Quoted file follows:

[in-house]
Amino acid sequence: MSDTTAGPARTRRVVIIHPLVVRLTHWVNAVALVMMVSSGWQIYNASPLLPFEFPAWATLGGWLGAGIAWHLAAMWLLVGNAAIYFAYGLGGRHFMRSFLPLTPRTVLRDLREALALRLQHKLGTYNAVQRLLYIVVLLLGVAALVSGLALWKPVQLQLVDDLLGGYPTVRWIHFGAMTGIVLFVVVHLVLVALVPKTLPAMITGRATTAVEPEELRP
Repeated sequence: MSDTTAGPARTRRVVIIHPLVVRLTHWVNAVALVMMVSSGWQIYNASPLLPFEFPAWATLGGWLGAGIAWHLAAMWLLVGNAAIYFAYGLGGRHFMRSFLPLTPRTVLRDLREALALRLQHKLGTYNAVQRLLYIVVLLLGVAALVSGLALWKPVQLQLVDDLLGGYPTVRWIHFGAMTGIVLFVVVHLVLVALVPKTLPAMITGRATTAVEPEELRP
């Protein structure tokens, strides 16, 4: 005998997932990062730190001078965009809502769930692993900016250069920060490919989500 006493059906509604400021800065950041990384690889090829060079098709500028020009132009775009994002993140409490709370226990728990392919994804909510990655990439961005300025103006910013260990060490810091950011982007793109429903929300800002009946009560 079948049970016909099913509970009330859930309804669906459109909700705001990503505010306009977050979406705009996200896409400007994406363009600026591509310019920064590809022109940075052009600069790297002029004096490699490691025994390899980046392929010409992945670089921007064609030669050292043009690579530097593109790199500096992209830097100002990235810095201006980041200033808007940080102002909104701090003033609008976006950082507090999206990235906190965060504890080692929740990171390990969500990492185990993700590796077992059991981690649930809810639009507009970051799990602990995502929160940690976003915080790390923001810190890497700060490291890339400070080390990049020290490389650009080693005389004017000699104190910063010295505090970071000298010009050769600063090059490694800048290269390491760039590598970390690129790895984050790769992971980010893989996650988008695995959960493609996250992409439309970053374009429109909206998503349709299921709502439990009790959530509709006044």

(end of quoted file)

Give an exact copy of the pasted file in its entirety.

[in-house]
Amino acid sequence: MSDTTAGPARTRRVVIIHPLVVRLTHWVNAVALVMMVSSGWQIYNASPLLPFEFPAWATLGGWLGAGIAWHLAAMWLLVGNAAIYFAYGLGGRHFMRSFLPLTPRTVLRDLREALALRLQHKLGTYNAVQRLLYIVVLLLGVAALVSGLALWKPVQLQLVDDLLGGYPTVRWIHFGAMTGIVLFVVVHLVLVALVPKTLPAMITGRATTAVEPEELRP
Repeated sequence: MSDTTAGPARTRRVVIIHPLVVRLTHWVNAVALVMMVSSGWQIYNASPLLPFEFPAWATLGGWLGAGIAWHLAAMWLLVGNAAIYFAYGLGGRHFMRSFLPLTPRTVLRDLREALALRLQHKLGTYNAVQRLLYIVVLLLGVAALVSGLALWKPVQLQLVDDLLGGYPTVRWIHFGAMTGIVLFVVVHLVLVALVPKTLPAMITGRATTAVEPEELRP
């Protein structure tokens, strides 16, 4: 005998997932990062730190001078965009809502769930692993900016250069920060490919989500 006493059906509604400021800065950041990384690889090829060079098709500028020009132009775009994002993140409490709370226990728990392919994804909510990655990439961005300025103006910013260990060490810091950011982007793109429903929300800002009946009560 079948049970016909099913509970009330859930309804669906459109909700705001990503505010306009977050979406705009996200896409400007994406363009600026591509310019920064590809022109940075052009600069790297002029004096490699490691025994390899980046392929010409992945670089921007064609030669050292043009690579530097593109790199500096992209830097100002990235810095201006980041200033808007940080102002909104701090003033609008976006950082507090999206990235906190965060504890080692929740990171390990969500990492185990993700590796077992059991981690649930809810639009507009970051799990602990995502929160940690976003915080790390923001810190890497700060490291890339400070080390990049020290490389650009080693005389004017000699104190910063010295505090970071000298010009050769600063090059490694800048290269390491760039590598970390690129790895984050790769992971980010893989996650988008695995959960493609996250992409439309970053374009429109909206998503349709299921709502439990009790959530509709006044």